16

The ideal lens would cause light beams of every color to come to a focus at the same distance from the lens. That would be the focal length of the lens when the lens is imaging at infinity (∞ as far as the eye can see. When we image objects that are closer than infinity, they come to a focus further away from the lens. That is why we must cause the camera ...


13

Lenses certainly are not optimised for the infra-red spectrum. I know this from pursuing infra-red photography with a converted camera. Chromatic aberration (well wavelength specific aberration, infrared light has no colour) is much worse, resolution is lower and some lenses exhibit "hot spots" a curious type of flair that occurs in the centre of the image. ...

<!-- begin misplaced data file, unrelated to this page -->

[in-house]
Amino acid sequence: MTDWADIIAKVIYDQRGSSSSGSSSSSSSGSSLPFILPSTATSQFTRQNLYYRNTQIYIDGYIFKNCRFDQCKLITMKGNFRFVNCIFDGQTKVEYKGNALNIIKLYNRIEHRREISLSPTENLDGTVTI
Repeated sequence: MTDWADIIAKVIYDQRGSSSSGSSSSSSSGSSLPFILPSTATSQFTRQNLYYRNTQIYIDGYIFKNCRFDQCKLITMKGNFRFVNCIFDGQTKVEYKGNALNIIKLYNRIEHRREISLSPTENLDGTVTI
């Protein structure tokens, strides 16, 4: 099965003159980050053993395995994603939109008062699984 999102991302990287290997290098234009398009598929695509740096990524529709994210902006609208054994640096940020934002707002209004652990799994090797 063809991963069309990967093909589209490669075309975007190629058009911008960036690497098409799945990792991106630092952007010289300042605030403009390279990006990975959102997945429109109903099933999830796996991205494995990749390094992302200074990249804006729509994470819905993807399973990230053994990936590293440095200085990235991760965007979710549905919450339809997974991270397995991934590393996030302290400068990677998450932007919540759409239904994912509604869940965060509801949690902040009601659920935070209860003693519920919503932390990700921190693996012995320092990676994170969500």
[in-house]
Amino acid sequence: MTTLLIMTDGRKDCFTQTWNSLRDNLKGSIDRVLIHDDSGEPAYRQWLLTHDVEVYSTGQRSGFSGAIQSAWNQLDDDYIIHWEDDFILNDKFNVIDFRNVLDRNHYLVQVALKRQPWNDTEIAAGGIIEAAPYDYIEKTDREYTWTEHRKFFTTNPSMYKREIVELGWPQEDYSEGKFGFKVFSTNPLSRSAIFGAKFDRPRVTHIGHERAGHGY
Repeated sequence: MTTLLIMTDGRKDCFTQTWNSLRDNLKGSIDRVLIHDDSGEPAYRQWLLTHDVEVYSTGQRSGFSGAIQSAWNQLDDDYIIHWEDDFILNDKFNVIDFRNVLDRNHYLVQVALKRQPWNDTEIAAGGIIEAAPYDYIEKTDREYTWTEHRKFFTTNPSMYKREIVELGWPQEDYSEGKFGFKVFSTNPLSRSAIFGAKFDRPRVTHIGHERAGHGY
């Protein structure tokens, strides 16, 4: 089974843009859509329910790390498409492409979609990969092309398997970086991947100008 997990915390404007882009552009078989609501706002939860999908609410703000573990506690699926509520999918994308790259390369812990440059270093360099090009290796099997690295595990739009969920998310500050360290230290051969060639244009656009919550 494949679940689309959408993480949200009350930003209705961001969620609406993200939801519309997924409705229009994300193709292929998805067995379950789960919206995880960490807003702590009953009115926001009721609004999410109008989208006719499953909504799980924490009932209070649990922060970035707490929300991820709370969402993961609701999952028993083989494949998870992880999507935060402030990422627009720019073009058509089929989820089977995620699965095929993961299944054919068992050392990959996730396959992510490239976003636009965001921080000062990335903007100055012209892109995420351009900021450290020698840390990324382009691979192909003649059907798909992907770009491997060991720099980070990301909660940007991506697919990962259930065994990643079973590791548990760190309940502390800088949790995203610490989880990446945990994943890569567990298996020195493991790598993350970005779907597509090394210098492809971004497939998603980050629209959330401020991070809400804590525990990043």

12

The Bayer filter passbands are designed to be make the sensor have a reasonable match to the human eye, while not costing too much. They're fairly leaky even in the visible part of their stop band, and pretty much uncontrolled in the IR. To increase their blocking in the IR a more expensive recipe in a thicker layer would be needed. The thicker layer isn't ...


11

IR light is not bent quite like visible light when it passes through the lenses. This is why you need a separate IR focusing mark in the first place. You have one IR mark for shooting at 24mm, one for 35mm and one for 50mm on this lens. Obviously, IR does not bend consistently at the various focal lengths of the lens either. Neither, strictly speaking, does ...


11

Well, I can tell you I definitely didn't take it with my Sony A7. I think Photoshop pulls the metadata when you lay the images side by side from what it can find. The visible and NIR images were taken with my converted A7. The SWIR camera is from a company that is currently working on a gallium on silicon coating process so they can use somewhat ...